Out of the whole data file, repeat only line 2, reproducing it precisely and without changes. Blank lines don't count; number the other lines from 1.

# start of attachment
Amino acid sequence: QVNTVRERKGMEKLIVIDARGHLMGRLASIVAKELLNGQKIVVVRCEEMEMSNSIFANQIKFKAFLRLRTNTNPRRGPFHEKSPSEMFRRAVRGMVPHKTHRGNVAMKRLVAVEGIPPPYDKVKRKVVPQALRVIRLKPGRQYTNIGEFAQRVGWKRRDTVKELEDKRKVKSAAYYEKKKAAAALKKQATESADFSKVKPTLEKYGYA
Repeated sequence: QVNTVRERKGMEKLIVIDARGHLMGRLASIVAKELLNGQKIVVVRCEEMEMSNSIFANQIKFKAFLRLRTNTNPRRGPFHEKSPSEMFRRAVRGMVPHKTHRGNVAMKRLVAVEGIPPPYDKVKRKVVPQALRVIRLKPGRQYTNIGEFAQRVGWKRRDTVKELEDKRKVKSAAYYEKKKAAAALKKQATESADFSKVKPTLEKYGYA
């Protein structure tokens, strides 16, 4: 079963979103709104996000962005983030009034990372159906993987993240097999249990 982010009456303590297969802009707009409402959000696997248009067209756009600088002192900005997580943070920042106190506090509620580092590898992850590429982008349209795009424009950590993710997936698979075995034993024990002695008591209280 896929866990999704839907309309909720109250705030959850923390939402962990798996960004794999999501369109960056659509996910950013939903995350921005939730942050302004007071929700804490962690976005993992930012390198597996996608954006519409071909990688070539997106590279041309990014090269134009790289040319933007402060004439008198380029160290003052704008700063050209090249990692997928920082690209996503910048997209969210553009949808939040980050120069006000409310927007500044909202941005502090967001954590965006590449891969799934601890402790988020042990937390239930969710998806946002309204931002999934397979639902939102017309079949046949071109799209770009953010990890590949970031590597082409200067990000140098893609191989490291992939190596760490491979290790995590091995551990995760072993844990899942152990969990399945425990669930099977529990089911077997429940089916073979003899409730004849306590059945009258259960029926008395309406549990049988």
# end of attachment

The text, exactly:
Repeated sequence: QVNTVRERKGMEKLIVIDARGHLMGRLASIVAKELLNGQKIVVVRCEEMEMSNSIFANQIKFKAFLRLRTNTNPRRGPFHEKSPSEMFRRAVRGMVPHKTHRGNVAMKRLVAVEGIPPPYDKVKRKVVPQALRVIRLKPGRQYTNIGEFAQRVGWKRRDTVKELEDKRKVKSAAYYEKKKAAAALKKQATESADFSKVKPTLEKYGYA